Book review: Nicola Coldstream’s ‘Churches of Oxfordshire’

Nicola Coldstream, Churches of Oxfordshire, (Amberley Publishing, Stroud, 2023), 96 pages, 100 colour illustrations, paperback, ISBN 978 1 3981 0768 7, £15.99.

Nicola Coldstream is not only an eminent historian specialising in the medieval period, but she is also a valued Trustee of the Oxfordshire Historic Churches Trust and it is fitting that her latest book provides a personal selection of the rich variety of beautiful churches that adorn our county. Based on her profound understanding of the development of ecclesiastical architecture, she takes us on an instructive journey from the Saxon period to the twentieth century visiting 42 examples set out in alphabetical order from Abingdon to Yarnton. Although the majority are Anglican parish churches, the Quakers are represented by the meeting house in Burford and the non-conformists by the Baptist chapel at Cote.

Each entry is enlivened by her enthusiasm for what makes them special. This is not a dry inventory of every minute architectural detail. We can consult the volumes of Pevsner for that. Instead she provides a succinct summary of the dateable elements of the fabric as a context for a focus on individual features. And what a wonderful selection they are. They range from wall paintings and funeral monuments to fonts, screens and stained glass by way of some delightful quirky objects such as the baptismal tank at Cote and the ‘Betjeman’ lamps at Uffington. Where appropriate, there are some helpful cross references to similar features in more than one church and some gently humorous asides like her description of the early Fettiplace monuments at Swinbrook as demonstrating a Pilates pose. Despite her erudition, she is not afraid to express her puzzlement at the chancel columns at North Leigh which seem to have no structural purpose or the phasing of the development of Dorchester abbey. She takes a particular delight in the lively sculpture of friezes and corbel tables and she justifies her advice to take a torch and binoculars by drawing attention to the painted dragons on a roof timber at Cropredy.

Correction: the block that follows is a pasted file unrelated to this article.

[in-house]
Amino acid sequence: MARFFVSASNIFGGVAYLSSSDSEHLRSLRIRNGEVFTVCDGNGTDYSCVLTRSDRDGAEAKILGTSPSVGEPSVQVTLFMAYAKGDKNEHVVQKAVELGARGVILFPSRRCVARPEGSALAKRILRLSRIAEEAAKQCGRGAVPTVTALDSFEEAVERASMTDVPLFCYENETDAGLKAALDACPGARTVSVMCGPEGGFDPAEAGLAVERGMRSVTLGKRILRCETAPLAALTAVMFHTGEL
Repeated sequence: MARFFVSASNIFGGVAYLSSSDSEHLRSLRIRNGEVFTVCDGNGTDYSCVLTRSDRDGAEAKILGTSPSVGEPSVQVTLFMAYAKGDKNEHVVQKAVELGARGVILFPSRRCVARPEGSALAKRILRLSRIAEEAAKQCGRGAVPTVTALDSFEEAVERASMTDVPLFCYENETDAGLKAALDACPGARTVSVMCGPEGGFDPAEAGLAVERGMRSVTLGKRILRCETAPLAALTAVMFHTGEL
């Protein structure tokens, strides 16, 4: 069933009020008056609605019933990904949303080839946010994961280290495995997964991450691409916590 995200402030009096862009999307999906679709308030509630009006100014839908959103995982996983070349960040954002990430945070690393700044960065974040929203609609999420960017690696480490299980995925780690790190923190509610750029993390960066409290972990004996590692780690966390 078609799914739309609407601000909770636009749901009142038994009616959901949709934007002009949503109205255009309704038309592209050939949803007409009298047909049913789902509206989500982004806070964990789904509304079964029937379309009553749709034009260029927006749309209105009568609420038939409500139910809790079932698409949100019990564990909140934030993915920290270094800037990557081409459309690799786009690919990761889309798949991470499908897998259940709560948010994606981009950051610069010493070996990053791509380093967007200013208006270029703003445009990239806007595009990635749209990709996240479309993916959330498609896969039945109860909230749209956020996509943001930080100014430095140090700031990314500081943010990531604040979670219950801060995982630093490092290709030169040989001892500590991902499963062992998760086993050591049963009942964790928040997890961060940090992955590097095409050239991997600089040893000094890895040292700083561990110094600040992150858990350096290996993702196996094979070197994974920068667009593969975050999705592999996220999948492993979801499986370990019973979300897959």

Each church is illustrated by an excellent colour photograph which places them in their individual settings and there are further detailed photographs which highlight their distinctive features. A location map demonstrates her coverage of the whole county and will be helpful in planning expeditions to share her delight in our rich heritage. The book was a joy to read and I will continue to dip into it wherever I go in Oxfordshire. The publishers should be praised for the quality of the book production and the reasonable price. It can be recommended to every curious church crawler in the county.

Malcolm Airs
30 June 2023

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